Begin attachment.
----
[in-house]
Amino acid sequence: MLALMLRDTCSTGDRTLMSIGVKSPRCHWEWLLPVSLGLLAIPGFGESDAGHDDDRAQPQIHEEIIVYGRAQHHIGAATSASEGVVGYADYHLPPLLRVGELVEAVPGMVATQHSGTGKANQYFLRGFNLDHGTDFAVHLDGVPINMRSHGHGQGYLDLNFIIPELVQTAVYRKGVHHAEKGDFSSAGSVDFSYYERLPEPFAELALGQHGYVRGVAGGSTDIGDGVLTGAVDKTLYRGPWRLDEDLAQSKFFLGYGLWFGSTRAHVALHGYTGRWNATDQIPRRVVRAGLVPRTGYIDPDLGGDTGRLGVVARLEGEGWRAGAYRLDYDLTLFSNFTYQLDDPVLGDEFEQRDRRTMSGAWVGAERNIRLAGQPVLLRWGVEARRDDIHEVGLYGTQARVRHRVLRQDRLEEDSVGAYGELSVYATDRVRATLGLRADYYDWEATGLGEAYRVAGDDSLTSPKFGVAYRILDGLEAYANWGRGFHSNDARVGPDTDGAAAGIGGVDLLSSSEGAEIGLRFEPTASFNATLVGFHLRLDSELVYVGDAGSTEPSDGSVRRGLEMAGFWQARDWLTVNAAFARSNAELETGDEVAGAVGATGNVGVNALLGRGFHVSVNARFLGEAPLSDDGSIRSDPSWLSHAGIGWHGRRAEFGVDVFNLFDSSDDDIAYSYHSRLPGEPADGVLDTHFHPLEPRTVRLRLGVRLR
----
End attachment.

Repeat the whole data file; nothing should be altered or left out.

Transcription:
[in-house]
Amino acid sequence: MLALMLRDTCSTGDRTLMSIGVKSPRCHWEWLLPVSLGLLAIPGFGESDAGHDDDRAQPQIHEEIIVYGRAQHHIGAATSASEGVVGYADYHLPPLLRVGELVEAVPGMVATQHSGTGKANQYFLRGFNLDHGTDFAVHLDGVPINMRSHGHGQGYLDLNFIIPELVQTAVYRKGVHHAEKGDFSSAGSVDFSYYERLPEPFAELALGQHGYVRGVAGGSTDIGDGVLTGAVDKTLYRGPWRLDEDLAQSKFFLGYGLWFGSTRAHVALHGYTGRWNATDQIPRRVVRAGLVPRTGYIDPDLGGDTGRLGVVARLEGEGWRAGAYRLDYDLTLFSNFTYQLDDPVLGDEFEQRDRRTMSGAWVGAERNIRLAGQPVLLRWGVEARRDDIHEVGLYGTQARVRHRVLRQDRLEEDSVGAYGELSVYATDRVRATLGLRADYYDWEATGLGEAYRVAGDDSLTSPKFGVAYRILDGLEAYANWGRGFHSNDARVGPDTDGAAAGIGGVDLLSSSEGAEIGLRFEPTASFNATLVGFHLRLDSELVYVGDAGSTEPSDGSVRRGLEMAGFWQARDWLTVNAAFARSNAELETGDEVAGAVGATGNVGVNALLGRGFHVSVNARFLGEAPLSDDGSIRSDPSWLSHAGIGWHGRRAEFGVDVFNLFDSSDDDIAYSYHSRLPGEPADGVLDTHFHPLEPRTVRLRLGVRLR